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Challenges and Opportunities in Building Data Science Solutions with LLMs

Posted Apr 18, 2023 | Views 1.3K
# LLM in Production
# Data Science Solutions
# QuantumBlack
Pascal Brokmeier
Pascal Brokmeier
Pascal Brokmeier
Lead Data Engineer @ McKinsey and Company

Pascal has deep technical expertise in the areas of data, cloud, and software engineering. AI opens the door to do more of everything. More content, more work, more spam. But he hopes that it can also allow us to do less of these things. Less mails, less legal documents, less work so we have more time for not using computers and engage with people instead.

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Pascal has deep technical expertise in the areas of data, cloud, and software engineering. AI opens the door to do more of everything. More content, more work, more spam. But he hopes that it can also allow us to do less of these things. Less mails, less legal documents, less work so we have more time for not using computers and engage with people instead.

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Daniel Herde
Daniel Herde
Daniel Herde
Lead Data Scientist @ QuantumBlack, AI by McKinsey

Daniel is leading the data science efforts around GenAI client innovation in the QB Labs R&D team. He is helping clients in banking and other industries with the development of innovative use cases that utilize large language models.
Prior to joining QuantumBlack, Daniel obtained a PhD in computational fluid dynamics and worked for 5 years on analytics for valuation and risk management in financial services.

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Daniel is leading the data science efforts around GenAI client innovation in the QB Labs R&D team. He is helping clients in banking and other industries with the development of innovative use cases that utilize large language models.
Prior to joining QuantumBlack, Daniel obtained a PhD in computational fluid dynamics and worked for 5 years on analytics for valuation and risk management in financial services.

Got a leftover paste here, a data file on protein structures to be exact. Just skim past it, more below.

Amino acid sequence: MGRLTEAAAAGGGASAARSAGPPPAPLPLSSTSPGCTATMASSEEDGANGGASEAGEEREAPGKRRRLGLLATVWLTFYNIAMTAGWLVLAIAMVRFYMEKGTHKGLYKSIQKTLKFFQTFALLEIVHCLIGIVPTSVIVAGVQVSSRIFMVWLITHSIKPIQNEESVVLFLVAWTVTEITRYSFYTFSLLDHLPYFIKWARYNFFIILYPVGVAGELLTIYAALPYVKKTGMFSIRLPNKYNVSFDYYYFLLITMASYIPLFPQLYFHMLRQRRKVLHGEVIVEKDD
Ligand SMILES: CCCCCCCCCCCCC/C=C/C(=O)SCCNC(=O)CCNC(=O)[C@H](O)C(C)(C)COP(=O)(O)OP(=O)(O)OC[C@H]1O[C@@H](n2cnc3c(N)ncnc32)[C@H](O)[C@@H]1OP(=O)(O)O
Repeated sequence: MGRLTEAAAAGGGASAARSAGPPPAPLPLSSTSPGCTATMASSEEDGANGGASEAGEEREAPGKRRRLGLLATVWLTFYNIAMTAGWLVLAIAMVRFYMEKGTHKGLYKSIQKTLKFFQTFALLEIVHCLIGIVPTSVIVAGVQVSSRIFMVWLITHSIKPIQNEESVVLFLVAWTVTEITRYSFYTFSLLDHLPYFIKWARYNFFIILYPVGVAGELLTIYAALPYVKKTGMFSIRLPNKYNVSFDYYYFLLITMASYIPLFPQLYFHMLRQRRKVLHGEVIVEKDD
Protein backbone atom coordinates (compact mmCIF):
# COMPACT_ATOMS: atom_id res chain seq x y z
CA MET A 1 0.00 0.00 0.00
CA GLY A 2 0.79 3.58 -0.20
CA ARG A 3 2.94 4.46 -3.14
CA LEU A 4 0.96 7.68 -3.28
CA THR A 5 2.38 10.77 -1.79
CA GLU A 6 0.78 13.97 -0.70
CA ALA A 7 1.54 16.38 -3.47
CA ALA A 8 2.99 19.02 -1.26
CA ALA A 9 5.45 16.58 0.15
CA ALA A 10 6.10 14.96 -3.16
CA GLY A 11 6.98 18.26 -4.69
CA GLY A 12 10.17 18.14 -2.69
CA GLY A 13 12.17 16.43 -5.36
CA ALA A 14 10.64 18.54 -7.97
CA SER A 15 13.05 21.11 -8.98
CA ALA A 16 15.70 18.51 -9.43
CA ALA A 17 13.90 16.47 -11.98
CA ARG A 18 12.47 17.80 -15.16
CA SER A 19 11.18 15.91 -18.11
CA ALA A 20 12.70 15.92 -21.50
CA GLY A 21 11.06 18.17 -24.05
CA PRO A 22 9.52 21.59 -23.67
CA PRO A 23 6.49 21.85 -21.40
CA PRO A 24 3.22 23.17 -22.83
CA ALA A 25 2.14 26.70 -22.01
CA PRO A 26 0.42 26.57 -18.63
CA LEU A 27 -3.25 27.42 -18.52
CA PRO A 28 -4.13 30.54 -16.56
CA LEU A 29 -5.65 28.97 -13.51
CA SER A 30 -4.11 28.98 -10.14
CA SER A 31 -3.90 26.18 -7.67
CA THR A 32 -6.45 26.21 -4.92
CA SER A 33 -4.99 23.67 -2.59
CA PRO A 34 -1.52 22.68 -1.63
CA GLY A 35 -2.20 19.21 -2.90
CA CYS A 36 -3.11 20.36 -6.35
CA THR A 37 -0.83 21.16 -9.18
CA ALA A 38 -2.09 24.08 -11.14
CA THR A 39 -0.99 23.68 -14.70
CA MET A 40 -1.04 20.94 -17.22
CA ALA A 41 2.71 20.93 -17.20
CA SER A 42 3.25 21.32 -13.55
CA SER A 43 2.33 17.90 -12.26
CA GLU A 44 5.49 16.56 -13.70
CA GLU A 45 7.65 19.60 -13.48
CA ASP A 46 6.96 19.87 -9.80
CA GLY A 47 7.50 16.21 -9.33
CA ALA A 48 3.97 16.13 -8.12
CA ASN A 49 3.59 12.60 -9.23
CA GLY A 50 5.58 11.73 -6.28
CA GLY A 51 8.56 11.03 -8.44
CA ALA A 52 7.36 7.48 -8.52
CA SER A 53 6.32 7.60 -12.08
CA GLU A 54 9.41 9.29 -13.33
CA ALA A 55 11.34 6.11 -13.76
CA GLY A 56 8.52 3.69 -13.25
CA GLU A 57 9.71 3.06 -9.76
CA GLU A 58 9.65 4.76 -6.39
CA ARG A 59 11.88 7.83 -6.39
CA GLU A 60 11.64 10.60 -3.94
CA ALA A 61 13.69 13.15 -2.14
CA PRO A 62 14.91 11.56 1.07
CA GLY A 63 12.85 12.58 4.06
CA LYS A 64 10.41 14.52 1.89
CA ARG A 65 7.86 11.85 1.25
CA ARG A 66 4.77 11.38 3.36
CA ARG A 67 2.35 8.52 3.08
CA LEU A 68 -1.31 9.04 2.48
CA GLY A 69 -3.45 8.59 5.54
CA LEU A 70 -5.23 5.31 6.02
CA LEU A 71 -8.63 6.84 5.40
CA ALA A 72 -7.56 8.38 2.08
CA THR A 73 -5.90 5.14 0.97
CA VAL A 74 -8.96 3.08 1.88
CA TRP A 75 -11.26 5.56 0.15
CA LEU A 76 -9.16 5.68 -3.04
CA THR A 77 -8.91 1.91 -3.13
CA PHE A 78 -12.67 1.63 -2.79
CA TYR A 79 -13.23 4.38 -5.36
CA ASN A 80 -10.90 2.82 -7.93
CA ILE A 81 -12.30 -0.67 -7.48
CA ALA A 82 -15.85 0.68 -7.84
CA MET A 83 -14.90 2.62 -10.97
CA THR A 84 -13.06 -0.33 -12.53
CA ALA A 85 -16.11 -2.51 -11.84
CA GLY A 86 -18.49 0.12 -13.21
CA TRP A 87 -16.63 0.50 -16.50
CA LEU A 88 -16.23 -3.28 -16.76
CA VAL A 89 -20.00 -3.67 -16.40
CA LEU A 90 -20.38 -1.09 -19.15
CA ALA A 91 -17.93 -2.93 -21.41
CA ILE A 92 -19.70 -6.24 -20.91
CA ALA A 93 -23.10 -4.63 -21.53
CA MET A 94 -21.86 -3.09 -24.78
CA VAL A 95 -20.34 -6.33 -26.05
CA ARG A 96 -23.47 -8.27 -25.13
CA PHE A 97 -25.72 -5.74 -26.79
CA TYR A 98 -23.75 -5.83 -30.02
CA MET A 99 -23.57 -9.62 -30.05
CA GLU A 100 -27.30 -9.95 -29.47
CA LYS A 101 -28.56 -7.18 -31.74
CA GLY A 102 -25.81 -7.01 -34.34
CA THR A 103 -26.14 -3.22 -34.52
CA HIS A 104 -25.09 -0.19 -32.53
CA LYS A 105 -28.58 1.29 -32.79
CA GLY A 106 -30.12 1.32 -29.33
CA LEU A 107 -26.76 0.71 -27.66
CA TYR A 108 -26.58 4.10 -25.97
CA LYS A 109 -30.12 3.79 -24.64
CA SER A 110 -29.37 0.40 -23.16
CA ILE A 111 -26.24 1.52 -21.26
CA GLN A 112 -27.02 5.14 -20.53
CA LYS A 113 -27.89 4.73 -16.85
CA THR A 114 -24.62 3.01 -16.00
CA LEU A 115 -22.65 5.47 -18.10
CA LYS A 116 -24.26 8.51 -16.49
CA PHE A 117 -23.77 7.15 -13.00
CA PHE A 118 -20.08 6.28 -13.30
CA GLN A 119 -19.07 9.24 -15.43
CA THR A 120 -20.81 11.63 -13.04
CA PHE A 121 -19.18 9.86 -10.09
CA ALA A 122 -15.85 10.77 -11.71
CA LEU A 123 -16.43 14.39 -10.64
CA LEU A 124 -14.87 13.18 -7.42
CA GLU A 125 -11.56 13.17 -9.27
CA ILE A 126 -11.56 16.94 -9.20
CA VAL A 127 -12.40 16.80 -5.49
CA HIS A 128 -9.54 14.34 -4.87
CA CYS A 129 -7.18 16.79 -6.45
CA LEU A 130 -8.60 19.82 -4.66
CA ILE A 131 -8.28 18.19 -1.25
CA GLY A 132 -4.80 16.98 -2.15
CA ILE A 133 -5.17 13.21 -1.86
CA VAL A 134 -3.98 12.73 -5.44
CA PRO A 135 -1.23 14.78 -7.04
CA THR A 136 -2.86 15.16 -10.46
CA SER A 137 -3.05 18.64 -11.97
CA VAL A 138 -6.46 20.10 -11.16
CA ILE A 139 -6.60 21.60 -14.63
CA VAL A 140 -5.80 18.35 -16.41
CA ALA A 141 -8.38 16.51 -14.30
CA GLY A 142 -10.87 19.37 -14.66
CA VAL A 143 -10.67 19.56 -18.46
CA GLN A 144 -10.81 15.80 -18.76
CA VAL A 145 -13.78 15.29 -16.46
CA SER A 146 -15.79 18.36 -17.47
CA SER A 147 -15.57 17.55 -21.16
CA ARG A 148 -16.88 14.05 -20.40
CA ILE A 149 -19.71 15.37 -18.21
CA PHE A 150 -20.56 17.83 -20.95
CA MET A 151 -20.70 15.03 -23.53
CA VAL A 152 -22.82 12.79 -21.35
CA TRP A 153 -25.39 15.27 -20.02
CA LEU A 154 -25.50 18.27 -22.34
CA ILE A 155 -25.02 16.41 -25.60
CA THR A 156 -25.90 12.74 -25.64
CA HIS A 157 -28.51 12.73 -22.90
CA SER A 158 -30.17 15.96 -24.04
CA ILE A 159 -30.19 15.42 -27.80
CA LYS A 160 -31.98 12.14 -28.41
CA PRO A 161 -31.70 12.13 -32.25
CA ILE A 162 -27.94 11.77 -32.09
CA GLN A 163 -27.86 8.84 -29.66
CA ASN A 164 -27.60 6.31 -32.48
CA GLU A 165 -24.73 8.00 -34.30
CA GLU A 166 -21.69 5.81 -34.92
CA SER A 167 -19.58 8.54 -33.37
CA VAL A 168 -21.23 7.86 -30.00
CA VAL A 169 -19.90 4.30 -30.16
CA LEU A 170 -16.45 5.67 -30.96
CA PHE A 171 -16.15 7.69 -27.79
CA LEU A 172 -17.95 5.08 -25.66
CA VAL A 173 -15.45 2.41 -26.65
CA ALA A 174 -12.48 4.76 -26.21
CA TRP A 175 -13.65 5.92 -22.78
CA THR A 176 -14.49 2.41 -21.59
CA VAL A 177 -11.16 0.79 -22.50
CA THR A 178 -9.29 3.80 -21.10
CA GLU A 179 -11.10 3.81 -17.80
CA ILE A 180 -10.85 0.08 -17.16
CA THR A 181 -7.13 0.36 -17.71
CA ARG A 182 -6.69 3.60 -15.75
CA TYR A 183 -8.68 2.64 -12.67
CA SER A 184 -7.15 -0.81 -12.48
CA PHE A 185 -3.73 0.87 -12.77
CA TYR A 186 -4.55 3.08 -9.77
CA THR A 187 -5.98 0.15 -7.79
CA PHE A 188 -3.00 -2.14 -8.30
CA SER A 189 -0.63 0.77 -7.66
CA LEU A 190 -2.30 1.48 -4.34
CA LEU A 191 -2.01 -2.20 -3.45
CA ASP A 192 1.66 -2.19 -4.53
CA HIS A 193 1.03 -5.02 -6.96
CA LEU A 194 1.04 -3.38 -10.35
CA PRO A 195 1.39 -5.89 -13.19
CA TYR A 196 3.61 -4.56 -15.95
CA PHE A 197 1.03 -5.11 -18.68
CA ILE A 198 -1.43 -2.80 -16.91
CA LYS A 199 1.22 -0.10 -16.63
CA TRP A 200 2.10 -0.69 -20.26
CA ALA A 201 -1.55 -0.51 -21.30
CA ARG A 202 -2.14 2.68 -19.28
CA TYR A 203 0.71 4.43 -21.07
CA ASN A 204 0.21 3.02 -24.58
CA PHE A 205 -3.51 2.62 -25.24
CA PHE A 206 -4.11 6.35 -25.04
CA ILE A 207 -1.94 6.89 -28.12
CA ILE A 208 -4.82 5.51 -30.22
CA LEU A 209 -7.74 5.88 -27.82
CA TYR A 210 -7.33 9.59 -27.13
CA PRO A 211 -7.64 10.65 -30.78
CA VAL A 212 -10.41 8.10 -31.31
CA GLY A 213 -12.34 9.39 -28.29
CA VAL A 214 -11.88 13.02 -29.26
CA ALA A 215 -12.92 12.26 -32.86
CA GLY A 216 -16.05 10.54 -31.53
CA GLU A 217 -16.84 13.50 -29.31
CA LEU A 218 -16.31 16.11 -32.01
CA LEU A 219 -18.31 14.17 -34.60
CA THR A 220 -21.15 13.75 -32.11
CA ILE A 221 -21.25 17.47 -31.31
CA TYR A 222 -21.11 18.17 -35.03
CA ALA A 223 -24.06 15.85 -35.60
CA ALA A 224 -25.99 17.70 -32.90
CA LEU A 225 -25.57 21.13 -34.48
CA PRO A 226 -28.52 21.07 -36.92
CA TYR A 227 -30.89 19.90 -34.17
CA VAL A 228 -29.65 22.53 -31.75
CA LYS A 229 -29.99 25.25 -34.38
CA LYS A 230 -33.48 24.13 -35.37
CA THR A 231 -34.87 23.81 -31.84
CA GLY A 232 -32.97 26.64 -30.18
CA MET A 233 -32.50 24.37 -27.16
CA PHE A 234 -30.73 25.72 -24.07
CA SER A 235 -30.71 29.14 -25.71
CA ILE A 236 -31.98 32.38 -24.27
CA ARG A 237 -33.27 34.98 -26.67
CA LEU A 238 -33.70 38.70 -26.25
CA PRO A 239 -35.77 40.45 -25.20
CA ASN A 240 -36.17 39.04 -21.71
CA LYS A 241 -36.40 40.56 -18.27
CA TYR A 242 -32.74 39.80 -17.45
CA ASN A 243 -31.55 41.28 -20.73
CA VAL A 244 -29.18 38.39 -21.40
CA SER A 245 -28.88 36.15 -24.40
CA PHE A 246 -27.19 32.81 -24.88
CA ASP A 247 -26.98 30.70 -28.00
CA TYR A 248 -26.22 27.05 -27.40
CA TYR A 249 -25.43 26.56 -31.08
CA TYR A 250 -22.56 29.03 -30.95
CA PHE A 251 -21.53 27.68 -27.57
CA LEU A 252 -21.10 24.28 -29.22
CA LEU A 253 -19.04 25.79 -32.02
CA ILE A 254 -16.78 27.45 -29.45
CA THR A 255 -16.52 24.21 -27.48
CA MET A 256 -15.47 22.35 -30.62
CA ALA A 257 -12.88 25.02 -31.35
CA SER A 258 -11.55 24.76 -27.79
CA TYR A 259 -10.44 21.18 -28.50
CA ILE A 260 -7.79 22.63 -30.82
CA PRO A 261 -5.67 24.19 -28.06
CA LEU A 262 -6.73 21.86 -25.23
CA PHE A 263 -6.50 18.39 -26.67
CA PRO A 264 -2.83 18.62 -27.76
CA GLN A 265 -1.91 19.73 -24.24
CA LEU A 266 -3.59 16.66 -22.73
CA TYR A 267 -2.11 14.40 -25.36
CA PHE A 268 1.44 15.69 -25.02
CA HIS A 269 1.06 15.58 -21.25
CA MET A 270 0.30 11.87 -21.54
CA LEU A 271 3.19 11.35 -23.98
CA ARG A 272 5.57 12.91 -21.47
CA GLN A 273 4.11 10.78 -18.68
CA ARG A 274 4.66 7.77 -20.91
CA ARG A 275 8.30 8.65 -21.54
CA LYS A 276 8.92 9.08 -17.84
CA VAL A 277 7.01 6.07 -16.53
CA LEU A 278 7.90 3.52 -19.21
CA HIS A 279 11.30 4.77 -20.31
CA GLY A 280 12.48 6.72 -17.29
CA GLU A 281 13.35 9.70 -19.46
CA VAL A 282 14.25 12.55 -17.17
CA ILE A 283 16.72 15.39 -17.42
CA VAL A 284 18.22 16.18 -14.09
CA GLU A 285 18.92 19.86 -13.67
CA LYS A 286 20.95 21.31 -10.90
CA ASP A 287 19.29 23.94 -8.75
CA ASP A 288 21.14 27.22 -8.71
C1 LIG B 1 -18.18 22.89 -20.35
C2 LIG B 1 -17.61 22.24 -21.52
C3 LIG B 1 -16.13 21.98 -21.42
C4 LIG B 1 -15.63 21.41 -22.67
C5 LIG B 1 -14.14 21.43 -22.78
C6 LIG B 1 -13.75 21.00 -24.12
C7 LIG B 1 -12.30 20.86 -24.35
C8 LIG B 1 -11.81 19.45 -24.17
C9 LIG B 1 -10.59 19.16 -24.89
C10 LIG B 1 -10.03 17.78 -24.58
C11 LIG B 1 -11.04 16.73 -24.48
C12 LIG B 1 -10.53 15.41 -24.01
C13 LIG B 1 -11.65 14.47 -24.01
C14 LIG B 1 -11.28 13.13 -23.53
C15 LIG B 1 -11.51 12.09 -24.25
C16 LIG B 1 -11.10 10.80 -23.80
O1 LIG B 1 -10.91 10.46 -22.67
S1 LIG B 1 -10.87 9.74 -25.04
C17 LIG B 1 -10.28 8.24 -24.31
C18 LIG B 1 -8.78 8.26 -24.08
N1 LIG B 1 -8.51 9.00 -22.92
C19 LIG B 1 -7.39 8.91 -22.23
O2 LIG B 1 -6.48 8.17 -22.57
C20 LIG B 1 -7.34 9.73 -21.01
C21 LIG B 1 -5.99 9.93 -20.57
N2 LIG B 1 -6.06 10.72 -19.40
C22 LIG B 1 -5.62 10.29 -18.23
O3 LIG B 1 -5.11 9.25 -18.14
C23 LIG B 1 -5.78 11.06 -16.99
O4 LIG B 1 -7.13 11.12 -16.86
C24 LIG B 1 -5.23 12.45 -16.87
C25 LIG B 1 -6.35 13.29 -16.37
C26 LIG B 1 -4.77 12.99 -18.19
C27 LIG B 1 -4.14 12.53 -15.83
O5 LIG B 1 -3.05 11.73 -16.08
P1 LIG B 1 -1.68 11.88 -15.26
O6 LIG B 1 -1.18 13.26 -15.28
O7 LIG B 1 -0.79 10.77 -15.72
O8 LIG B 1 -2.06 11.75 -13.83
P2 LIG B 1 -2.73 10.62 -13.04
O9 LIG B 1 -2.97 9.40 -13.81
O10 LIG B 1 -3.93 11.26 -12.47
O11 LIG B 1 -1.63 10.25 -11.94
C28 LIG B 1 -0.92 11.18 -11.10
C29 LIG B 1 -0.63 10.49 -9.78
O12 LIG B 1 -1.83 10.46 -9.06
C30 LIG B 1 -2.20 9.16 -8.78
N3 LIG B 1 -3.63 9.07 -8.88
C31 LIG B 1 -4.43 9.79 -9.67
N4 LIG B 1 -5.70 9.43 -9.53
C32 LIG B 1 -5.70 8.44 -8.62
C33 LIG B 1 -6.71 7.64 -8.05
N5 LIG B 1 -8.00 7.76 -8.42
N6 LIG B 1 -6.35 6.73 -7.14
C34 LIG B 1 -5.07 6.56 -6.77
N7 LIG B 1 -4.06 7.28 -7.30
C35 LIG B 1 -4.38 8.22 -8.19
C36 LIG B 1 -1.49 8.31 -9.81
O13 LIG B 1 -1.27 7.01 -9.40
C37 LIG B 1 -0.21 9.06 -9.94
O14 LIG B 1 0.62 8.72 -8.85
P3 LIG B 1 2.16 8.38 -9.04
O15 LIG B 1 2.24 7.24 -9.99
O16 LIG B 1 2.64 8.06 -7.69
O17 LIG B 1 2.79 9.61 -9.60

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Viktoriia Oliinyk
Viktoriia Oliinyk
Viktoriia Oliinyk
Data Scientist @ QuantumBlack, AI by McKinsey

I am a Data Scientist at the London office of QuantumBlack. I'm passionate about data storytelling, Fairness and Ethics in AI, education and feminism.

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I am a Data Scientist at the London office of QuantumBlack. I'm passionate about data storytelling, Fairness and Ethics in AI, education and feminism.

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In this roundtable, we will share our experiences with LLMs across a number of real-world applications, including what it takes to build systems around LLMs in a rapidly changing landscape. We will discuss the challenges around productionsing LLM-based solutions, evaluation of the quality, as well as implications around risk & compliance.

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Quantum Black is a, a center of excellence in AI and machine learning at, uh, McKinsey and Company. Um, we are focused on building, uh, machine learning models and leveraging them, uh, to really improve businesses and drive, uh, their performance. Um, so we have offices, uh, um, around the, the world with perhaps the major.

That's still in London, and this is exactly where, uh, Daniel and I are joining from. We will be joined by our colleague, um, based in, um, Brussels Paal. Um, and yeah, like today, uh, we wanted to share with you, uh, some of our learnings, uh, from the last few. In terms of challenges and opportunities, uh, that we faced when we're building data science solutions, uh, with lms.

So, um, like really excited to be here. Daniel, perhaps, uh, would you like to introduce yourself before we begin? Sure, of course. So, hi Daniel. Uh, data scientist at, in the London office, um, originally physics, PhD and. Really excited to work now on alarms and actually brings them to clients.

Wonderful. Just in time. Thanks for joining us. You're joining us from Brussels, right? I didn't lie, uh, Amsterdam. Yeah. Sorry, I was still in this zoom in the backstage area. Wonderful. No worries at all. Um, so yeah. Um, today we wanted to talk to, um, our lovely audience about the challenges and opportunities, um, that we faced when building data science solutions with LLMs.

And, um, we represent our strong community that is, of course, very excited about all the latest advances in, uh, large language models in general. Um, and of course, um, things are moving really fast and sometimes it's really hard to stay up to date with what's going on. And, um, things really, um, um, sometimes feel like they get out of hand.

Challenges and Opportunities in Building Data Science Solutions with LLMs